Implementing new types of programming can be intimidating for groups, especially those that are interested in connecting with their communities through video games. The newness of the esports industry, the lack of educational resources, and the stigmas around gaming can create barriers and foster a divide between ‘the old way’ and ‘the new way.’
Mission Control wants to start a new conversation, one that helps to educate decision makers about esports programming and dispels the negativity attributed to video games. By starting a webinar series focused on learning, we can help bring connection and friendly competition to people of all ages.
Andrew Madison (A), Sales Manager, caught up with two experts in the esports industry, Rebecca Longawa (R) and John Davidson (J), to discuss the marketing and promotion of leagues. Rebecca and John talked to webinar attendees about the three keys to marketing and promotion in esports; who to market to, how to leverage participation, and how to generate revenue. Read the transcript below to learn more!
R: I think what's important is to understand the broader implications of getting involved in the esports and gaming industry. When I talked to a lot of non-endemic brands we have an entire process of helping managers sell the idea to the c-suite executives and it takes quite a bit of time to get the education across to them that creates the buy-in for them to open up the hands to dollars to invest in the space. We’re seeing great results in that and one of the one of the biggest things to understand about the industry is--and I came from traditional sports--when you think about everything that goes into a traditional sports team; managing, running, promoting, marketing a traditional sports team. A lot of people want their kids to go and they want them to go work in the NBA, they know their child might not be an NBA player, but the idea that your son or daughter can go and work for the Miami Heat or Orlando Magic or the Cleveland Cavaliers is such a cool idea. And everybody understands that concept. Esports is a very similar, very robust, industry. So when you have your children, your teens, and even young adults, I'm getting a lot of college graduates--maybe two years out of college--that went down a traditional corporate route or in traditional sports that are now reaching saying “you know I've always loved gaming--I want your job, I want to do what you get to do. There're so many phenomenal careers in regards to the industry level positions that are necessary in order to run pro-teams, tech companies, there's production companies, media companies, and even we’re seeing traditional service companies like a chiropractor that I know has an esports emphasis on his Chiropractic services and is working with gamers and streamers. So it's a very robust organization and industry that when you understand the complexity and the sophistication within the industry it does help buy-in on many levels of decision-making ability for these companies to say “okay we can be a part of building this next generation of thought leaders and innovators. It's not just about creating a space for kids to play video games and they're going to play video games for a living forever, it’s a lot deeper than that.”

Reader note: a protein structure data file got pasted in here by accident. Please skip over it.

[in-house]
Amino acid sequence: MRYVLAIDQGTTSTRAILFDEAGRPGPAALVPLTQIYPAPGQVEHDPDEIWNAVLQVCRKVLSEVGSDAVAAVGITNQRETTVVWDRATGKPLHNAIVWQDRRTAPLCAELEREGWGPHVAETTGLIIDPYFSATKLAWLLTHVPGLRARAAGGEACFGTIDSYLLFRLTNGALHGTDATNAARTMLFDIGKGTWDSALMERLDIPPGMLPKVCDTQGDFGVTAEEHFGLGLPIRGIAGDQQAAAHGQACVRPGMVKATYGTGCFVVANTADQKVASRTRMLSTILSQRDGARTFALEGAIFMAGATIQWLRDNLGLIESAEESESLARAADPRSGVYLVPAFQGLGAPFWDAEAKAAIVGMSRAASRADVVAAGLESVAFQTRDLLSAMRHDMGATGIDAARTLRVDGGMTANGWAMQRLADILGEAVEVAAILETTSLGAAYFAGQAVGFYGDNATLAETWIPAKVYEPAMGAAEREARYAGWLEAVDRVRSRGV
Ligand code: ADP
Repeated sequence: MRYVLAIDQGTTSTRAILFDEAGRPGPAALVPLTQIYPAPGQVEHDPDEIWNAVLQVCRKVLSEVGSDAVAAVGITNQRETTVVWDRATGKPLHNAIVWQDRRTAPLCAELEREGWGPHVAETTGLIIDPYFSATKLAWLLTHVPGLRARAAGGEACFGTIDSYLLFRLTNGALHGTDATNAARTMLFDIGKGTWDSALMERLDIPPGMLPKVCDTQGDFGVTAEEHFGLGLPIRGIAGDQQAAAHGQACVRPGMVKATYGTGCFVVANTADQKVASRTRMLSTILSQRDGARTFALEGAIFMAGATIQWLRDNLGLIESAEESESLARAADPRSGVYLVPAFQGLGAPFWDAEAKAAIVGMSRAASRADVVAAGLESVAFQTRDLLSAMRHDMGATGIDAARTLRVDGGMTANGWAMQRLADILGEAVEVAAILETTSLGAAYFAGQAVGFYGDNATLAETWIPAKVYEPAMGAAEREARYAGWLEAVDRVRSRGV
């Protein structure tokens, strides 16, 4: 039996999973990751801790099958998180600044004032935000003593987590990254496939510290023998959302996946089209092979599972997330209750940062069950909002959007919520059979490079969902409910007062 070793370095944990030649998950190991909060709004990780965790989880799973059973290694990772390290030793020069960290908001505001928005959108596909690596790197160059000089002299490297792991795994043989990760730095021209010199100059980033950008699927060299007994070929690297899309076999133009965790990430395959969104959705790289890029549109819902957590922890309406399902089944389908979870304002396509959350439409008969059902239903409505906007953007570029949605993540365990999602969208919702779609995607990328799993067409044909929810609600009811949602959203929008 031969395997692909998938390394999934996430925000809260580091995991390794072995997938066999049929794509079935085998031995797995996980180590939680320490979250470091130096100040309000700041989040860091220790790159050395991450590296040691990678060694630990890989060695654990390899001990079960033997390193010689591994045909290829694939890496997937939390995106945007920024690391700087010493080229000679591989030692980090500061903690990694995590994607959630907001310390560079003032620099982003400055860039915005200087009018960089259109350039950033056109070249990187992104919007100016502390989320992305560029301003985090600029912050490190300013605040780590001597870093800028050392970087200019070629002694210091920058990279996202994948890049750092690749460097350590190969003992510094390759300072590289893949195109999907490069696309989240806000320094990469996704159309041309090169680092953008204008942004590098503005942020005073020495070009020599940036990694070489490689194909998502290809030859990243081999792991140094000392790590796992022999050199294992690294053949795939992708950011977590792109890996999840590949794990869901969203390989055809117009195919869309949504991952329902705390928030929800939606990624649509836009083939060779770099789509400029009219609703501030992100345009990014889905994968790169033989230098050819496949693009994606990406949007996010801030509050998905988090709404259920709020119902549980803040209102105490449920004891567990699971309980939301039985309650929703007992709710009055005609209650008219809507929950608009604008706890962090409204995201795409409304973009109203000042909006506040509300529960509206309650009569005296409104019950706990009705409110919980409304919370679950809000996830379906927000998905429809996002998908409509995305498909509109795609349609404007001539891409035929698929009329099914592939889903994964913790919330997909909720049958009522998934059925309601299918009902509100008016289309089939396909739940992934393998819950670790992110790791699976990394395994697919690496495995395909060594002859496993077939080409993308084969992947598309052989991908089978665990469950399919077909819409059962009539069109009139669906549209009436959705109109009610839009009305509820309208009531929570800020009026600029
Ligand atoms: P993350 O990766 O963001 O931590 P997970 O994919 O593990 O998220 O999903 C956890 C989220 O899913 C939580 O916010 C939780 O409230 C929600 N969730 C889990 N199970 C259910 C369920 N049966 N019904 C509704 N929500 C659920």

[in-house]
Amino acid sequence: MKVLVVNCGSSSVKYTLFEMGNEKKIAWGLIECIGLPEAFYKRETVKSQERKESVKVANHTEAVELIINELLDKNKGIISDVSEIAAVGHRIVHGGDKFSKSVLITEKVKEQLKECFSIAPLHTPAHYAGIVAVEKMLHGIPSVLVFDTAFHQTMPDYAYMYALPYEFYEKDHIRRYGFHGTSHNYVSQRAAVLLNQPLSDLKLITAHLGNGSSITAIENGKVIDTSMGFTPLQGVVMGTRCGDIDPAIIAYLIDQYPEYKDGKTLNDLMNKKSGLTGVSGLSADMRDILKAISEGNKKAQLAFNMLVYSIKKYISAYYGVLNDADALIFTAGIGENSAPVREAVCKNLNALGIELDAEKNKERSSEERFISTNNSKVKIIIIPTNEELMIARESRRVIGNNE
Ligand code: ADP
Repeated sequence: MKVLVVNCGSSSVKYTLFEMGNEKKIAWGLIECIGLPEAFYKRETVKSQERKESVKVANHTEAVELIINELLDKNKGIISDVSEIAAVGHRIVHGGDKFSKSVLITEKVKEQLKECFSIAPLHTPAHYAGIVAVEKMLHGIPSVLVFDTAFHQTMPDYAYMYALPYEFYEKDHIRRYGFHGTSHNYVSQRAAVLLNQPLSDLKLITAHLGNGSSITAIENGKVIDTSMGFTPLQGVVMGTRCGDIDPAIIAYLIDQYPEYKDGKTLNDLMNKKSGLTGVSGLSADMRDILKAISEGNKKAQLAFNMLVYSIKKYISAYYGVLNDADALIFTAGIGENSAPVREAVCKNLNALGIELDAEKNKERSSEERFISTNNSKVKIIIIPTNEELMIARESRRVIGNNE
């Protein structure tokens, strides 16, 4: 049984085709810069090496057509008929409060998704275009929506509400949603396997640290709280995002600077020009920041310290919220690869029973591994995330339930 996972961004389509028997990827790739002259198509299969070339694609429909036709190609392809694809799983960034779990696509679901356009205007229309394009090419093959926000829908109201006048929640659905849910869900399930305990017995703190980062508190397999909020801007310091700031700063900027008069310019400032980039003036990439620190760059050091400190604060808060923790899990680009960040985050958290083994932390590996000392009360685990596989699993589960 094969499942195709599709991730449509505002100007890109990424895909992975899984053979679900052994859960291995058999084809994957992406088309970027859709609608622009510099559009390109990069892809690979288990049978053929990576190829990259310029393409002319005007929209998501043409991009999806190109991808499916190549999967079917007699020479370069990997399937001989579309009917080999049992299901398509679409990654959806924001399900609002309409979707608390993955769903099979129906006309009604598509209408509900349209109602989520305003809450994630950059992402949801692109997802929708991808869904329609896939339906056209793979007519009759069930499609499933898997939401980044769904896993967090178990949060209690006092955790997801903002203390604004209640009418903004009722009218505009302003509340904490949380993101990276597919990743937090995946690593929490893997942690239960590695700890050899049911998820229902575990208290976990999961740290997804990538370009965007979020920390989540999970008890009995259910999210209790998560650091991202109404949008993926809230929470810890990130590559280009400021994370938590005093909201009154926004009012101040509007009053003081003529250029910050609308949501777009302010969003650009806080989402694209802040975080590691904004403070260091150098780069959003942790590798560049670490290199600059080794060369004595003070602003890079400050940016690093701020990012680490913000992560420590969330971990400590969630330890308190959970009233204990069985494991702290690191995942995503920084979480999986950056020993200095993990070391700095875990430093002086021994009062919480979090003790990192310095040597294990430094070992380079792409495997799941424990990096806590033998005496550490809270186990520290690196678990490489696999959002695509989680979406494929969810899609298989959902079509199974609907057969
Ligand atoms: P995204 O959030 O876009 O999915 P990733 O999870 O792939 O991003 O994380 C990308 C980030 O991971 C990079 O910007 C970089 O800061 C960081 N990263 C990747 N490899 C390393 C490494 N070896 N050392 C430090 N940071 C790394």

J: Building opportunities for careers within that industry that go far and beyond actually playing video games on the stage. That's very well said.
R: Well you said it in like one sentence. It took me a lot.
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A: You’ve got to give them all perspectives. They've got that answered perfectly. So the next layer to this then is that we have a pretty good understanding of why we're doing this, why we should jump in and why we should market esports and stuff like that. The next question can be a little bit different for each of our communities, a parks department is different from a college, but there could be a one-word answer I think. But who should an organization be looking to market, especially recreational gaming, to?
J: I think that you want to match what your target audience is already with an audience within esports. So important to understand is that we talk about esports and sports in very different ways. Nobody says “hey are you marketing to the sports audience? It's 7 billion people globally!” You know, we don't say that because we understand there's different audiences within basketball, baseball, soccer, football, etc. It’s actually the same in esports where a lot of people don't realize that who are first coming into the space is that there's about 20 different video games that comprise the world of esports. In the same way that baseball and basketball have very different demographic fanbases, Call of Duty and League of Legends have very different demographic fan bases. What you want to do is you want to take a look behind the curtain, whether it's publishers, whether it’s Mission Control that has this data or partners that do, who can share “hey, if you're trying to target this specific demographic, you probably want to focus on Rocket League. Or let's focus on Smash. Or let's focus on fortnite.” You can also have a mix of these things so it's really cool that the sport industry, like we said earlier, you know everybody's playing games all the way up until about 35. This age group can get a lot older than people realize that it also skews very young as well and so you can go very broad with it or you can go very targeted. That's a big benefit but make sure that you're staying true to your brand and your audience and then the next step is to say “okay, let me find that audience within the esports space.”